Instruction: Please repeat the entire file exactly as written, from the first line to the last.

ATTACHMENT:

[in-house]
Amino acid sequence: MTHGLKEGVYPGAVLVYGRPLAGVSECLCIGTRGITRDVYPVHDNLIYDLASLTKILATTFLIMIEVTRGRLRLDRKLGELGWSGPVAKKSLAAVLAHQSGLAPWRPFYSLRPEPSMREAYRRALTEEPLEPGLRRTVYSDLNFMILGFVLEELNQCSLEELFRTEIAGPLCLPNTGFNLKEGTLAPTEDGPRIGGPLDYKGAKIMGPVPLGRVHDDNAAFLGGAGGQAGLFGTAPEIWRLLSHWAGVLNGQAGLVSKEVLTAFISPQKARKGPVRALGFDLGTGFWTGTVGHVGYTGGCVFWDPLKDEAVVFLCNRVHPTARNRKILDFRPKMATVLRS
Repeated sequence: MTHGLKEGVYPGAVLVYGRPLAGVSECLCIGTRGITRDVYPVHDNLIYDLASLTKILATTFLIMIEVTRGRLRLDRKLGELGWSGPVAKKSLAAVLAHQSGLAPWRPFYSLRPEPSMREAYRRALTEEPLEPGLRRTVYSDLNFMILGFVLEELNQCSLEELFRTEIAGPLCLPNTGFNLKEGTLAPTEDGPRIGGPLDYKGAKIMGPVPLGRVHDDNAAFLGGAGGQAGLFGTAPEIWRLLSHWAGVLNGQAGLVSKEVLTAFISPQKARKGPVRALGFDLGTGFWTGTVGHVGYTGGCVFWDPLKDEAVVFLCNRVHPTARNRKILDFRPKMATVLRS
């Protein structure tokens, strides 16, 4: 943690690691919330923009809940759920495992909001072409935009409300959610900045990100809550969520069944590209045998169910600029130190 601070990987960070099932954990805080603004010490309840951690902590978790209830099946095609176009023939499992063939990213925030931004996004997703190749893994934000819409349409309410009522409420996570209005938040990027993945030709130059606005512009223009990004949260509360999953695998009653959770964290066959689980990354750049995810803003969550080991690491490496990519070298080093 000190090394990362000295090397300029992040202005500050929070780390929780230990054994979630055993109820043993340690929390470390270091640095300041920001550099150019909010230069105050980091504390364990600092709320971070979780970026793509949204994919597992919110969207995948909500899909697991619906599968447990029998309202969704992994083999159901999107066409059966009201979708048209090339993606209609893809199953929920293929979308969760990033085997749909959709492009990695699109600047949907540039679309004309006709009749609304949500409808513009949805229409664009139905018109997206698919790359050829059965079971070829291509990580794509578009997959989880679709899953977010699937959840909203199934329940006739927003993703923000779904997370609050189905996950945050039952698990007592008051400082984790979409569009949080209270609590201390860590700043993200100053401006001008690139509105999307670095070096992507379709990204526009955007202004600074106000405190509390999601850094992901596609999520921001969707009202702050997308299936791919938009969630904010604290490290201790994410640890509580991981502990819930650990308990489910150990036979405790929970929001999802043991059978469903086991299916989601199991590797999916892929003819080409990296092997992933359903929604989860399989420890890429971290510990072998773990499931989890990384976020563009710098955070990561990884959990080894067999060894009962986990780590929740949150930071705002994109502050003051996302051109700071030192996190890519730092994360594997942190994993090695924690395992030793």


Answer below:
[in-house]
Amino acid sequence: MTHGLKEGVYPGAVLVYGRPLAGVSECLCIGTRGITRDVYPVHDNLIYDLASLTKILATTFLIMIEVTRGRLRLDRKLGELGWSGPVAKKSLAAVLAHQSGLAPWRPFYSLRPEPSMREAYRRALTEEPLEPGLRRTVYSDLNFMILGFVLEELNQCSLEELFRTEIAGPLCLPNTGFNLKEGTLAPTEDGPRIGGPLDYKGAKIMGPVPLGRVHDDNAAFLGGAGGQAGLFGTAPEIWRLLSHWAGVLNGQAGLVSKEVLTAFISPQKARKGPVRALGFDLGTGFWTGTVGHVGYTGGCVFWDPLKDEAVVFLCNRVHPTARNRKILDFRPKMATVLRS
Repeated sequence: MTHGLKEGVYPGAVLVYGRPLAGVSECLCIGTRGITRDVYPVHDNLIYDLASLTKILATTFLIMIEVTRGRLRLDRKLGELGWSGPVAKKSLAAVLAHQSGLAPWRPFYSLRPEPSMREAYRRALTEEPLEPGLRRTVYSDLNFMILGFVLEELNQCSLEELFRTEIAGPLCLPNTGFNLKEGTLAPTEDGPRIGGPLDYKGAKIMGPVPLGRVHDDNAAFLGGAGGQAGLFGTAPEIWRLLSHWAGVLNGQAGLVSKEVLTAFISPQKARKGPVRALGFDLGTGFWTGTVGHVGYTGGCVFWDPLKDEAVVFLCNRVHPTARNRKILDFRPKMATVLRS
């Protein structure tokens, strides 16, 4: 943690690691919330923009809940759920495992909001072409935009409300959610900045990100809550969520069944590209045998169910600029130190 601070990987960070099932954990805080603004010490309840951690902590978790209830099946095609176009023939499992063939990213925030931004996004997703190749893994934000819409349409309410009522409420996570209005938040990027993945030709130059606005512009223009990004949260509360999953695998009653959770964290066959689980990354750049995810803003969550080991690491490496990519070298080093 000190090394990362000295090397300029992040202005500050929070780390929780230990054994979630055993109820043993340690929390470390270091640095300041920001550099150019909010230069105050980091504390364990600092709320971070979780970026793509949204994919597992919110969207995948909500899909697991619906599968447990029998309202969704992994083999159901999107066409059966009201979708048209090339993606209609893809199953929920293929979308969760990033085997749909959709492009990695699109600047949907540039679309004309006709009749609304949500409808513009949805229409664009139905018109997206698919790359050829059965079971070829291509990580794509578009997959989880679709899953977010699937959840909203199934329940006739927003993703923000779904997370609050189905996950945050039952698990007592008051400082984790979409569009949080209270609590201390860590700043993200100053401006001008690139509105999307670095070096992507379709990204526009955007202004600074106000405190509390999601850094992901596609999520921001969707009202702050997308299936791919938009969630904010604290490290201790994410640890509580991981502990819930650990308990489910150990036979405790929970929001999802043991059978469903086991299916989601199991590797999916892929003819080409990296092997992933359903929604989860399989420890890429971290510990072998773990499931989890990384976020563009710098955070990561990884959990080894067999060894009962986990780590929740949150930071705002994109502050003051996302051109700071030192996190890519730092994360594997942190994993090695924690395992030793």